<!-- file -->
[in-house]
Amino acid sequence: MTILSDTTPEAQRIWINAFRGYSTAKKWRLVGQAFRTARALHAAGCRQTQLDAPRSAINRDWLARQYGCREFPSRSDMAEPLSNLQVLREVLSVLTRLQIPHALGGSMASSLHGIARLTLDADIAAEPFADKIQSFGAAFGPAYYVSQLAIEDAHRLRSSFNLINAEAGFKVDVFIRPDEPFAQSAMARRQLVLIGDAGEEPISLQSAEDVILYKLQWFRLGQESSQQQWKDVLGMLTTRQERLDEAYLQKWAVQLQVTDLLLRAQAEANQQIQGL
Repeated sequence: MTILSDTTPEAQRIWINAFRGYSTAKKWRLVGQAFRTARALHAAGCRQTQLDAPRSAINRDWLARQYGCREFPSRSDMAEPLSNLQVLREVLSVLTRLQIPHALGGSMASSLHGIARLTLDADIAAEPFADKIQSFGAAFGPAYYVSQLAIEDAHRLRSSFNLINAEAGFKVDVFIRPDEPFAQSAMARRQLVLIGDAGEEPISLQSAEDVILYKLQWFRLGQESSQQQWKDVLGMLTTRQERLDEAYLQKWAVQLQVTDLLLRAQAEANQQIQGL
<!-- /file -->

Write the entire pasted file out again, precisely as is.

[in-house]
Amino acid sequence: MTILSDTTPEAQRIWINAFRGYSTAKKWRLVGQAFRTARALHAAGCRQTQLDAPRSAINRDWLARQYGCREFPSRSDMAEPLSNLQVLREVLSVLTRLQIPHALGGSMASSLHGIARLTLDADIAAEPFADKIQSFGAAFGPAYYVSQLAIEDAHRLRSSFNLINAEAGFKVDVFIRPDEPFAQSAMARRQLVLIGDAGEEPISLQSAEDVILYKLQWFRLGQESSQQQWKDVLGMLTTRQERLDEAYLQKWAVQLQVTDLLLRAQAEANQQIQGL
Repeated sequence: MTILSDTTPEAQRIWINAFRGYSTAKKWRLVGQAFRTARALHAAGCRQTQLDAPRSAINRDWLARQYGCREFPSRSDMAEPLSNLQVLREVLSVLTRLQIPHALGGSMASSLHGIARLTLDADIAAEPFADKIQSFGAAFGPAYYVSQLAIEDAHRLRSSFNLINAEAGFKVDVFIRPDEPFAQSAMARRQLVLIGDAGEEPISLQSAEDVILYKLQWFRLGQESSQQQWKDVLGMLTTRQERLDEAYLQKWAVQLQVTDLLLRAQAEANQQIQGL